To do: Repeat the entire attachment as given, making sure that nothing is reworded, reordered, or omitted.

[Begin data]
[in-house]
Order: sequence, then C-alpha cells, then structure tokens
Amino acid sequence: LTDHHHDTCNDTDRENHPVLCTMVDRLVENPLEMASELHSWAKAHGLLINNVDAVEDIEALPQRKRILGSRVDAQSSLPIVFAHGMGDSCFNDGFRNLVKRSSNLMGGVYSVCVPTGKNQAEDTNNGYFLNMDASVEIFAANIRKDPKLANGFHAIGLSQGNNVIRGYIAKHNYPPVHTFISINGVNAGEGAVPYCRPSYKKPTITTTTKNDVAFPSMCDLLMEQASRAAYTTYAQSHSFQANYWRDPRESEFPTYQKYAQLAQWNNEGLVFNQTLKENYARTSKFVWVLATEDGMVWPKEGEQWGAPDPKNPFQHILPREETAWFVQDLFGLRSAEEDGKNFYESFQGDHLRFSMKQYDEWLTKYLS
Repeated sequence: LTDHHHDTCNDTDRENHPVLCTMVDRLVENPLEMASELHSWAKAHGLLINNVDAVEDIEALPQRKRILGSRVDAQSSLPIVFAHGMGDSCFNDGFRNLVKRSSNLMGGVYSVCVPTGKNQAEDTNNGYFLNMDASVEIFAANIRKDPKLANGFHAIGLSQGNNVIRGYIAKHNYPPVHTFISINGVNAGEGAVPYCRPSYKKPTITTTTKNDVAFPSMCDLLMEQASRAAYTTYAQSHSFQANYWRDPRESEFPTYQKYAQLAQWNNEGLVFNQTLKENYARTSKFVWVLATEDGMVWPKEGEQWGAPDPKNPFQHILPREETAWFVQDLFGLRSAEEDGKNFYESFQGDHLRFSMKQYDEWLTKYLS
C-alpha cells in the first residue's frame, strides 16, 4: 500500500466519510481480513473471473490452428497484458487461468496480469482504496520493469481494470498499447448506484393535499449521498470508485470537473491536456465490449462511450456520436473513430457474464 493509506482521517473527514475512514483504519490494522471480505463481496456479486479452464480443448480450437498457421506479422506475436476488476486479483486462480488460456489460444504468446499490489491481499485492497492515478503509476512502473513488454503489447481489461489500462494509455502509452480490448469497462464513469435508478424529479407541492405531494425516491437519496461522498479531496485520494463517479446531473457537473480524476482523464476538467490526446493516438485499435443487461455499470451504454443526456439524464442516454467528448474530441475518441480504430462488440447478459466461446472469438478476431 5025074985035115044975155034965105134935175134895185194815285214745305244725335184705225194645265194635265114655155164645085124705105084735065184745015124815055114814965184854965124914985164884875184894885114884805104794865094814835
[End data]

[in-house]
Order: sequence, then C-alpha cells, then structure tokens
Amino acid sequence: LTDHHHDTCNDTDRENHPVLCTMVDRLVENPLEMASELHSWAKAHGLLINNVDAVEDIEALPQRKRILGSRVDAQSSLPIVFAHGMGDSCFNDGFRNLVKRSSNLMGGVYSVCVPTGKNQAEDTNNGYFLNMDASVEIFAANIRKDPKLANGFHAIGLSQGNNVIRGYIAKHNYPPVHTFISINGVNAGEGAVPYCRPSYKKPTITTTTKNDVAFPSMCDLLMEQASRAAYTTYAQSHSFQANYWRDPRESEFPTYQKYAQLAQWNNEGLVFNQTLKENYARTSKFVWVLATEDGMVWPKEGEQWGAPDPKNPFQHILPREETAWFVQDLFGLRSAEEDGKNFYESFQGDHLRFSMKQYDEWLTKYLS
Repeated sequence: LTDHHHDTCNDTDRENHPVLCTMVDRLVENPLEMASELHSWAKAHGLLINNVDAVEDIEALPQRKRILGSRVDAQSSLPIVFAHGMGDSCFNDGFRNLVKRSSNLMGGVYSVCVPTGKNQAEDTNNGYFLNMDASVEIFAANIRKDPKLANGFHAIGLSQGNNVIRGYIAKHNYPPVHTFISINGVNAGEGAVPYCRPSYKKPTITTTTKNDVAFPSMCDLLMEQASRAAYTTYAQSHSFQANYWRDPRESEFPTYQKYAQLAQWNNEGLVFNQTLKENYARTSKFVWVLATEDGMVWPKEGEQWGAPDPKNPFQHILPREETAWFVQDLFGLRSAEEDGKNFYESFQGDHLRFSMKQYDEWLTKYLS
C-alpha cells in the first residue's frame, strides 16, 4: 500500500466519510481480513473471473490452428497484458487461468496480469482504496520493469481494470498499447448506484393535499449521498470508485470537473491536456465490449462511450456520436473513430457474464 493509506482521517473527514475512514483504519490494522471480505463481496456479486479452464480443448480450437498457421506479422506475436476488476486479483486462480488460456489460444504468446499490489491481499485492497492515478503509476512502473513488454503489447481489461489500462494509455502509452480490448469497462464513469435508478424529479407541492405531494425516491437519496461522498479531496485520494463517479446531473457537473480524476482523464476538467490526446493516438485499435443487461455499470451504454443526456439524464442516454467528448474530441475518441480504430462488440447478459466461446472469438478476431 5025074985035115044975155034965105134935175134895185194815285214745305244725335184705225194645265194635265114655155164645085124705105084735065184745015124815055114814965184854965124914985164884875184894885114884805104794865094814835